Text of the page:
Author Affiliations: Department of Social and Environmental Medicine, Osaka University Graduate School of Medicine, Osaka, Japan (Drs Nakajima and Tatara); Risk Management Foundation, Harvard Medical Institutions, Boston, Mass (Dr Keyes); and law office of Kaneko & Iwamatsu, Tokyo, Japan (Dr Kuroyanagi).
Section Editor: Annette Flanagin, RN, MA,
Managing Senior Editor.
Medical malpractice claims and dispute resolution systems have been
examined in Western societies for their impact on the quality of care and
efficient compensation for injured patients. However, little is known about
the Japanese malpractice environment because claim information has been closely
guarded. Based on data from the Japanese Supreme Court, the Ministry of Health,
Labor, and Welfare (formerly the Ministry of Health and Welfare), and the
Japan Medical Association (JMA), which provides malpractice insurance to 43.5%
of Japan's 250 000 physicians, we review Japanese malpractice liability
systems and the frequency of claims during the last 30 years. Annual premiums
for physician professional liability insurance are relatively low ($454-$491).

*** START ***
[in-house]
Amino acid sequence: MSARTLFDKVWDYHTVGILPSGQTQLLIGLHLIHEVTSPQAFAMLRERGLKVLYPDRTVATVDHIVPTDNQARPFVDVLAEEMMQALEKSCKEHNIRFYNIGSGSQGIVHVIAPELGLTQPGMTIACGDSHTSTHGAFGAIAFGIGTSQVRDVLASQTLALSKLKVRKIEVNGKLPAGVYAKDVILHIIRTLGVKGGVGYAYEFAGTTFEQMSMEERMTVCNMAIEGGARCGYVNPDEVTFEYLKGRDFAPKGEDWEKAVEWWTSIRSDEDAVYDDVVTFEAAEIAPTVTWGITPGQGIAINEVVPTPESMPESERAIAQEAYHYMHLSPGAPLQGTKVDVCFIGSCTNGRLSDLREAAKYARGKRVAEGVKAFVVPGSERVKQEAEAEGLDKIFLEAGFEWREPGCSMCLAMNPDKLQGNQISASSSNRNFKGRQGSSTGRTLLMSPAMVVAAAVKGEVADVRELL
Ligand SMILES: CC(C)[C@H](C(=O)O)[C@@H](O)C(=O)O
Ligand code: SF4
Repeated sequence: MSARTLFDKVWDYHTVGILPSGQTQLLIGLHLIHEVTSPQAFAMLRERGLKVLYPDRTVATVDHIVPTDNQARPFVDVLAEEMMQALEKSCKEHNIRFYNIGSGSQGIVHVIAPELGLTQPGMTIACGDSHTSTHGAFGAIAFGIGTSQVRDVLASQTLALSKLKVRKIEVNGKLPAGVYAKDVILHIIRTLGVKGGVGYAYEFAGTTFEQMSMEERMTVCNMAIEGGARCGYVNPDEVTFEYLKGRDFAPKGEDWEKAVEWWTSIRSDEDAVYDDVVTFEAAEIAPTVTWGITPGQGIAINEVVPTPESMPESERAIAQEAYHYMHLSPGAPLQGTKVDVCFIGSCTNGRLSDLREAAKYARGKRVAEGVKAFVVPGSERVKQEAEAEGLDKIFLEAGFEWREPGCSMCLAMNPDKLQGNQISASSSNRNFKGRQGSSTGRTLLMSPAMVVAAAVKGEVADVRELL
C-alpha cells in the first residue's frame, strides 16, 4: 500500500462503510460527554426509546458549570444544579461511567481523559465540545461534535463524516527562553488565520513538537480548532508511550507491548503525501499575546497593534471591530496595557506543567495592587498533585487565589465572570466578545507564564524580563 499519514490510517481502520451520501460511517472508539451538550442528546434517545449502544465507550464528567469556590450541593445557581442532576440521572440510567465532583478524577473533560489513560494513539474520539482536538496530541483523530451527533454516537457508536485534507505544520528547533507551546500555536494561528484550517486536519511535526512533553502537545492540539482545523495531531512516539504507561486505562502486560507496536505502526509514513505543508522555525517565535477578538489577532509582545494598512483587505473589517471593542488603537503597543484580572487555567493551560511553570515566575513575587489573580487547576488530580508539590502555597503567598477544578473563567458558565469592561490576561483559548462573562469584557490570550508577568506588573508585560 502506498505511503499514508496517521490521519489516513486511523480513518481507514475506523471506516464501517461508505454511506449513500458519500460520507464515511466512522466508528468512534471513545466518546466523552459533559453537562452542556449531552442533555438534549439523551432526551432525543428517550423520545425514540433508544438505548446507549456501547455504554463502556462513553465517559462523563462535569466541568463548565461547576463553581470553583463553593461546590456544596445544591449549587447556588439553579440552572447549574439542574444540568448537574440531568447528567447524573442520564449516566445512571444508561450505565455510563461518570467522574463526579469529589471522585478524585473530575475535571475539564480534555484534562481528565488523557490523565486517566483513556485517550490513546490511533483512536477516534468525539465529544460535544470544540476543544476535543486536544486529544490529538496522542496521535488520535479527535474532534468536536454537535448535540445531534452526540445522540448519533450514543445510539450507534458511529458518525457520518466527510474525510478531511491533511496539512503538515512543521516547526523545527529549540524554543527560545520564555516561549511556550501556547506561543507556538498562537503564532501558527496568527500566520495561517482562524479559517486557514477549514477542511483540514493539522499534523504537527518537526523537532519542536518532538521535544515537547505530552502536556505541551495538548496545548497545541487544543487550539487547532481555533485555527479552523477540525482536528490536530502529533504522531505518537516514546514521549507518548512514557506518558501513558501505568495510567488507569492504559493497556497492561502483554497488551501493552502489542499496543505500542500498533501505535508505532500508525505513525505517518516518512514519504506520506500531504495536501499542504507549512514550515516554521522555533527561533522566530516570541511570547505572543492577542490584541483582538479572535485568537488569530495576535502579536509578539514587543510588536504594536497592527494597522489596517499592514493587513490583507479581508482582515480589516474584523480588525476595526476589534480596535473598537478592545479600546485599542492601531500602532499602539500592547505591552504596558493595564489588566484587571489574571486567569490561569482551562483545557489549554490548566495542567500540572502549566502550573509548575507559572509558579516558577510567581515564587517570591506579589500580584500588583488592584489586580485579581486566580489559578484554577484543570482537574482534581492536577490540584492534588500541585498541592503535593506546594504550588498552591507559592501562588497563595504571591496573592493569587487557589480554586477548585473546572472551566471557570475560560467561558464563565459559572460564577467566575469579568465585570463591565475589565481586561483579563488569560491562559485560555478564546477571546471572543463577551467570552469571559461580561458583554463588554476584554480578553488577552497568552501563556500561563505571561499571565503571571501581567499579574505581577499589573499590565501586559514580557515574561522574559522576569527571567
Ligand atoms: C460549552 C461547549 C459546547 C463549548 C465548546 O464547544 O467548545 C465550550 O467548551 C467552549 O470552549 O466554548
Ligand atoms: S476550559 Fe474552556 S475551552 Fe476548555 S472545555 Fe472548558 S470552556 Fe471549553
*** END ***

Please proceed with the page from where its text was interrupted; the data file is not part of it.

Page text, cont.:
Although the frequency of claims in Japan is lower than that reported in the
United States, England, and Germany, the number of claims is increasing in
Japan. According to publicly available data from the Japanese Supreme Court,
the annual number of medical malpractice suits filed in district courts has
increased from 102 in 1970 to 629 in 1998 (from 0.09 to 0.25 per 100 physicians).
The proportion of awards greater than $89 300 increased from 13.6% in
1976 to 65.4% in 1987. Among JMA members, claims increased 31% from 1987 to
1999, but the frequency of claims has remained at approximately 0.3 per 100
JMA members. The JMA's professional liability program offers a nonbinding
out-of-court review of claims that is faster and less expensive than judicial
resolution (a few months with no attorney required vs 35 months and attorney
fees), but is a poor means of deterrence or discipline. Since JMA data represent
only 43.5% of Japanese physicians, generalizations cannot be made about all
Japanese physicians and institutions. The lack of data on all claims hinders
adequate evaluation of dispute resolution methods, development of appropriate
risk management activities, and proactive education for Japanese physicians.
Nakajima K, Keyes C, Kuroyanagi T, Tatara K. Medical Malpractice and Legal Resolution Systems in Japan. JAMA. 2001;285(12):1632-1640. doi:10.1001/jama.285.12.1632